A series of articles emphasizing practical
knowledge you can't find in practice guides
and interviews with experts who share
their techniques for effective and efficient
case management

 

How To Do It: Articles, Interviews &
Practice Tips

Articles emphasizing practical knowledge you can't find in practice guides

People Who Made A Difference
Profiles of people who changed workers’ compensation law.

• The Honorable Mervin N. Glow
• Jettie Pierce Selvig, Esq
• Barry J. Williams, Esq.
• Melissa C. Brown, Esq.
• William A. Herreras, Esq.

White Papers

Letters to the Editors

Meet the Editors
• Warren Schneider
• Marjory Harris


Archives

 

 

 




Do you ever wonder why there are so many lawyer jokes? Why lawyers’ reputations
are not much higher than car salesmen’s? Our profession’s reputation has always
had critics, including Shakespeare. The civil and criminal areas used to be the battleground of the Type A personality, willing to do battle over the smallest of
issues, so that the advocates for a particular side could claim victory. But our
Workers’ Comp system was always a little different.

The Workers’ Comp System is a benefits-providing system, designed to promote
prompt medical treatment and payment to injured workers. It is a system which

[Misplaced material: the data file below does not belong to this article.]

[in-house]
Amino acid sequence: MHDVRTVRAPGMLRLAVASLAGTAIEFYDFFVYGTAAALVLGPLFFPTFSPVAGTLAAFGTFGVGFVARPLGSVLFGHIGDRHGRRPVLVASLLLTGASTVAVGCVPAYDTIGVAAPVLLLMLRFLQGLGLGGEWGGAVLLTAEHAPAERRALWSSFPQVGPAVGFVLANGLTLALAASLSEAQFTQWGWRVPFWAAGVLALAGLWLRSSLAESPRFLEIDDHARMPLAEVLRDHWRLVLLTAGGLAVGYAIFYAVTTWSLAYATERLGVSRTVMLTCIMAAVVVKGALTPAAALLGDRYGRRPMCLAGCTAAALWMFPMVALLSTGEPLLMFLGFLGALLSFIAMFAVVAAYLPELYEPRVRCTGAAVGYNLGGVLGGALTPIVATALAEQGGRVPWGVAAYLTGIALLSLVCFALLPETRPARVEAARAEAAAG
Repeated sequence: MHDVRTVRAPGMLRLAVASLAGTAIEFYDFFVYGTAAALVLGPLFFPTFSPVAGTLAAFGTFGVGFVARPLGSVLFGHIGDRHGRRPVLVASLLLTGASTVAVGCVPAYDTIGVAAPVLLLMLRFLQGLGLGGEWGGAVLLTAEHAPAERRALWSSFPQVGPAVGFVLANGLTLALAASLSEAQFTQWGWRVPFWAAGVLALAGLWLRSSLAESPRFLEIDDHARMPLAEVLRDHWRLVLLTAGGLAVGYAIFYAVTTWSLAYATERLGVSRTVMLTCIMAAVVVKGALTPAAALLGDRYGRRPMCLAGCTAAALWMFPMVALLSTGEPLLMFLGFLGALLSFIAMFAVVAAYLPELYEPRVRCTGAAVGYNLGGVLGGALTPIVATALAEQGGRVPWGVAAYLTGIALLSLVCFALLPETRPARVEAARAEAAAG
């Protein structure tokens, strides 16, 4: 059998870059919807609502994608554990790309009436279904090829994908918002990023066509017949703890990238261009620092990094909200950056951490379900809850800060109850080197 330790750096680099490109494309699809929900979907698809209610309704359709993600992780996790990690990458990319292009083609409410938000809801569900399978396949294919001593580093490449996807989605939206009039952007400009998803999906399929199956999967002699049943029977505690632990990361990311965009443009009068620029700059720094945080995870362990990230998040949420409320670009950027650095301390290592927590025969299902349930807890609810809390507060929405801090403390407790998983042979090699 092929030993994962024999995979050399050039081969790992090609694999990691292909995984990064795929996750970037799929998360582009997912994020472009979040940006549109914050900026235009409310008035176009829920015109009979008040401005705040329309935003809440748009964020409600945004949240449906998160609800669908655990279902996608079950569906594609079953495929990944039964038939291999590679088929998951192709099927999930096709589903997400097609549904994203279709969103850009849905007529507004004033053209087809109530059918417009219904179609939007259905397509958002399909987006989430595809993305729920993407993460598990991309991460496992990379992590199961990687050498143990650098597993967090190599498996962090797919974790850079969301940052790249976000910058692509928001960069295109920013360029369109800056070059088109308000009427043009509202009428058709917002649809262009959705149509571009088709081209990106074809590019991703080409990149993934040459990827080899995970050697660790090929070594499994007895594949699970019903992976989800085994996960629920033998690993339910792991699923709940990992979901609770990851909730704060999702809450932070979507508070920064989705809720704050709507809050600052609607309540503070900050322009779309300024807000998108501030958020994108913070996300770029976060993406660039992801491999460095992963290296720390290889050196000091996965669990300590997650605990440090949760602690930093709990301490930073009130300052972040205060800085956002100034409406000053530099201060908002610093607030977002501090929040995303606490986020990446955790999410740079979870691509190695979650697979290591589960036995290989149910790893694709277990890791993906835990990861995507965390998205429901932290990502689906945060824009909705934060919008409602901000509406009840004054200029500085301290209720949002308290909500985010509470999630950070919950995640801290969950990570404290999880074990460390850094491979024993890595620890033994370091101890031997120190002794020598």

works within many attorneys’ life framework. That is, we can work on either side of
the system in order to make sure injured workers get the benefits they need. The
type and amount of benefits may be at issue, but the underlying nature of the
system remains in the back of our heads.

The system is being challenged from without and within. The Legislature has made
multiple changes to laws over the past few years. This has produced anxiety,
frustration and heated debate about the system, itself. The laws and regulations are
more complex, yet the Legislature’s acts seem to be pushing In Pro Per applicants
into the WCAB field offices at an alarming rate.

The WCAB has hired new judges, some of whom have limited WC experience or
have experience only representing either applicants or defendants. There seems to
be a disconnect between the judges, attorneys and injured workers.

I recently attended a trial where there were two defendants. Our only common
ground was to prevent the applicant from obtaining a 100 percent award. Other than
that, we had different interests. My co-defendant filed moving papers two weeks
before trial. At the trial, the judge and my co-defendant got into a heated discussion.
The fuse was lit for sanctions. It was clear they were not listening to each other. At
the risk of setting my self up as a target, I requested to be heard. After explaining
the situation, the judge then understood my co-defendant unilaterally made his
motion because there was no communication between any of the parties on the
particular issue. The judge had been under the impression the parties had
discussed the issue prior to the written motion. The fuse for possible sanctions
was snuffed.

In another recent event, applicant’s representative was ordered to serve minutes of
hearing taking a trial off calendar. The order and papers were given to him on a
Thursday, when trial was scheduled for Tuesday. The order was faxed to our office